Each Friday at Gorgas Park, the McCann’s Farm farmers market brings fresh produce to the Roxborough area. Anita McCann-Hepler, a third-generation farm owner, and her sister run the stand as a part of Philadelphia’s Farm to City program.
Farm to City is an independently owned business that was previously part of the city’s Greens Grow program. The program seeks out farms that use eco-friendly farm practices and assigns them to underserved areas in Philadelphia.
“They called us to get farmers with good quality produce to come up to the city. They check out our spray records and they come down to the farm and check to see if we grow what we say we grow and that our practices are good farming practices,” McCann-Hepler said.
Residents enjoy seeing the McCanns return each week. Anne Bower, an associate professor of biology at Philadelphia University, lives across the street from the park and frequents the stand.
“I love talking to the farmers, conversing with them about what they grew and when they grew it and I’m a home gardener so I am comparing notes all the time and learning stuff. This produce, you can’t get fresher produce than to buy it the day it was picked,” Bower said.
Before being assigned to the Roxborough area, The McCann Farm’s market was set up in the courtyard at City Hall. After two years, renovations forced the stand to be reassigned.
Since coming to the area in May, the McCanns have formed tight bonds within the community not only as a business but on a personal level as well.
“We have a few friends that will call us when we’re not here. We have people that email me ‘I’m not going to be able to get there until like 5:30 and I don’t want to miss out on the string beans today’ and we have boxes in the back here that we actually put aside,” McCann-Hepler said.
The McCann’s Farm is located in Elk Township, N.J., and was started by their grandparents in 1951. The family’s extensive farming history can actually be traced back over 200 years. The McCanns learned even more about their family history when they began working in the park.
“Coming up here, we realized that our mom actually grew up in the orphanage right down the street, right here on Ridge Avenue and went to high school right here at Roxborough High. We share that story with our customers and usually that re able to make some kind of connection with it. Someone actually knew my mom that went there,” McCann-Hepler said.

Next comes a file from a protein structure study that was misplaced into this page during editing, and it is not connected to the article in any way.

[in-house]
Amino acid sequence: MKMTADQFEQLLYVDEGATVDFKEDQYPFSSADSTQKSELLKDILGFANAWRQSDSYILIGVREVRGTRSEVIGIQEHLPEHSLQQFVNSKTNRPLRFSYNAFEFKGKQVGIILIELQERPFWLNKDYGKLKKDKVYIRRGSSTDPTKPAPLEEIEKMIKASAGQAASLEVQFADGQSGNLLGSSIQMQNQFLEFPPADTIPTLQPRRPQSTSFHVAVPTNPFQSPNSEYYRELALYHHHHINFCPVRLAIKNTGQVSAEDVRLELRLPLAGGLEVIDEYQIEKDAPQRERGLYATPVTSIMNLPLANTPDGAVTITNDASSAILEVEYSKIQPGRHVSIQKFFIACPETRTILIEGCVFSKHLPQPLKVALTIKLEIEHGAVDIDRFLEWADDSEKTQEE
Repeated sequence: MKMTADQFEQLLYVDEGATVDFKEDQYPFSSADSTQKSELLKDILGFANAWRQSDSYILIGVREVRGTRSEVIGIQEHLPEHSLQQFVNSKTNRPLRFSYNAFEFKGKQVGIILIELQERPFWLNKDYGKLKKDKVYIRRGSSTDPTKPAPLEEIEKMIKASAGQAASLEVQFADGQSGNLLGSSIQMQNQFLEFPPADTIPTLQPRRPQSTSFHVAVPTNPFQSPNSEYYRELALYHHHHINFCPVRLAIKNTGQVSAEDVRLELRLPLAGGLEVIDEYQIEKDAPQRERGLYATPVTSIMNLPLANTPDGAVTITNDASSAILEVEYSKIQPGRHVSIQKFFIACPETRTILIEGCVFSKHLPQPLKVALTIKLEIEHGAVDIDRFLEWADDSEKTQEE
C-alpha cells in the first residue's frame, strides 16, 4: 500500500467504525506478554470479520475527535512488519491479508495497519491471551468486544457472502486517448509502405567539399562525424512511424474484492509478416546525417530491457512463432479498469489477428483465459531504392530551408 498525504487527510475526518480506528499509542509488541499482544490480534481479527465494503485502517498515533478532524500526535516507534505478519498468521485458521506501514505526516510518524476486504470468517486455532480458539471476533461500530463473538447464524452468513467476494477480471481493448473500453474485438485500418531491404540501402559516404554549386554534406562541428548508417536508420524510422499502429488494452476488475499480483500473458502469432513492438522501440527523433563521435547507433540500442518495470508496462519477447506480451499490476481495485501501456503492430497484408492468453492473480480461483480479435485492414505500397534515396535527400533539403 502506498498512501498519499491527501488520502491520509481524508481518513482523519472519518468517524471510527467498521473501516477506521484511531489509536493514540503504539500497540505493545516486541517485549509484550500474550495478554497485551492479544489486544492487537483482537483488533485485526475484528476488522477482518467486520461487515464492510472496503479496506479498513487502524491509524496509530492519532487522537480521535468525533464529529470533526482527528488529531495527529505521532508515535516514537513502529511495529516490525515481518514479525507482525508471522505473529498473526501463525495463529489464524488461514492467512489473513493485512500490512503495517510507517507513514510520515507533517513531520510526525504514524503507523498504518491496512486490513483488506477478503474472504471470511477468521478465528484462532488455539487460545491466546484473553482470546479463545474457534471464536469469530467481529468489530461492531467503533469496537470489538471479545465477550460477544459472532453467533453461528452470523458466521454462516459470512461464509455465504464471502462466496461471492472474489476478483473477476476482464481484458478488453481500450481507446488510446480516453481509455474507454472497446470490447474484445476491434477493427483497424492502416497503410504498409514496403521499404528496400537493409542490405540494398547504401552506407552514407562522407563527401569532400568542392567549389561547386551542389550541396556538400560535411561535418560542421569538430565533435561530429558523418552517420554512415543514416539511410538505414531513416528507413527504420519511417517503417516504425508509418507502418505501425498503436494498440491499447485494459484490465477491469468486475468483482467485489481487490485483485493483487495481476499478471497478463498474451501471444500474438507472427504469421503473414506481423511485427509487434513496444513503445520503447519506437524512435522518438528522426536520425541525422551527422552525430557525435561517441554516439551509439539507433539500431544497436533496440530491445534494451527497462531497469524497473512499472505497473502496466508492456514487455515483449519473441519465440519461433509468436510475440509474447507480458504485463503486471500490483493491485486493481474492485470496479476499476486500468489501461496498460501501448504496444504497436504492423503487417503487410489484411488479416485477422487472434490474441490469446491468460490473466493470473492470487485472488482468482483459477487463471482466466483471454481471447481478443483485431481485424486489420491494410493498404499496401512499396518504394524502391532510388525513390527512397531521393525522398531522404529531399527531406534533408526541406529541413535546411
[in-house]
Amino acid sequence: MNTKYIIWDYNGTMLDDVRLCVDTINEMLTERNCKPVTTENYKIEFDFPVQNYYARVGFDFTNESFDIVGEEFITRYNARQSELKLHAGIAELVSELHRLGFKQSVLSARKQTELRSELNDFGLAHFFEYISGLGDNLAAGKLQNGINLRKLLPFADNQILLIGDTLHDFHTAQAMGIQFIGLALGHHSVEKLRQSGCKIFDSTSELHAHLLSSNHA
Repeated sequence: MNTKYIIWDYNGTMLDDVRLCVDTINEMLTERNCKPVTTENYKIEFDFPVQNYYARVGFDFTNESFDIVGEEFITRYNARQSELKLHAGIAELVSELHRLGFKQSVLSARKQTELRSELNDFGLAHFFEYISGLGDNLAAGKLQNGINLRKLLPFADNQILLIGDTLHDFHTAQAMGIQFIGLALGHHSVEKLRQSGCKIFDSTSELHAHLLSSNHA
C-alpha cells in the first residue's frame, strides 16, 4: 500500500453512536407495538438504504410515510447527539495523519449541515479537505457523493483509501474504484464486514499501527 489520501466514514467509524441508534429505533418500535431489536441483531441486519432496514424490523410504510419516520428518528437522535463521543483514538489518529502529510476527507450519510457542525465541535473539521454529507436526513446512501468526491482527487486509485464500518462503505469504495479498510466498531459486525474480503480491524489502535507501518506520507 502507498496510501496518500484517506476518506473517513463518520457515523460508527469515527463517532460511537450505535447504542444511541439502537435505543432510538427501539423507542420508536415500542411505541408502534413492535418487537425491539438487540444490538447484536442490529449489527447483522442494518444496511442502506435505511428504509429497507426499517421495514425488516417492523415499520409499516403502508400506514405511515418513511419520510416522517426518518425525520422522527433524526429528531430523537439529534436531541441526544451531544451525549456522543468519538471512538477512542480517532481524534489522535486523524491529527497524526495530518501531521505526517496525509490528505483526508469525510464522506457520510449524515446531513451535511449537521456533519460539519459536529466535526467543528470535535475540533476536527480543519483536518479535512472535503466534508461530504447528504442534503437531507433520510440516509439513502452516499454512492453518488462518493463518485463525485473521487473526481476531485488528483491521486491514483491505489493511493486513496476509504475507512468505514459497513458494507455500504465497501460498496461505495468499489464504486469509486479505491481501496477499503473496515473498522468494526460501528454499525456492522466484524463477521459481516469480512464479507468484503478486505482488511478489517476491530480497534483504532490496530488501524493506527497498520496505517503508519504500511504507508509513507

The farm stand sells more than just fruits and vegetables. Fare at the stand ranges from sweet potatoes and apples to freshly pressed apple cider and an array of honey. Breanna Rutledge, a Temple University graduate student who lives in the area, visited the stand for the first time and found the homemade jam she had been looking for.
“It’s nice because you can ask personal questions about if they use pesticides, herbicides and that sort of thing. Usually, the produce is cheaper and you’re supporting a local business,” Rutledge said.
The McCanns pride themselves on the freshness of their products they put out each day.
“When buying something from us, if it was picked more than three days ago, that is a lot for us. It’s usually picked that day,” McCann-Hepler said.
Bower said she looks forward to the farm market’s return to the area knowing the many benefits it brings to the surrounding area.
“In areas where there is no supermarket, this farmers market allows people to get access to fresh fruits and vegetables. America has an obesity epidemic. If you don’t eat fresh fruits and vegetables, you’re going to end up like all the rest of Americans,” Bower said.
McCann-Hepler’s favorite aspect of running the farm stand is the knowledge that they are selling the best possible products to their customers.
“People are going right in the house and cooking it when they buy it here and the really cool thing about that is that [my sister] picked okra this morning and the lady that lives in the house right there is cooking it right now,” she said.
Although the stand is officially is set to close at the end of October, the McCanns are hoping to stay until around Thanksgiving or until the produce runs out. They are waiting on permits to see if they can return next year to Roxborough.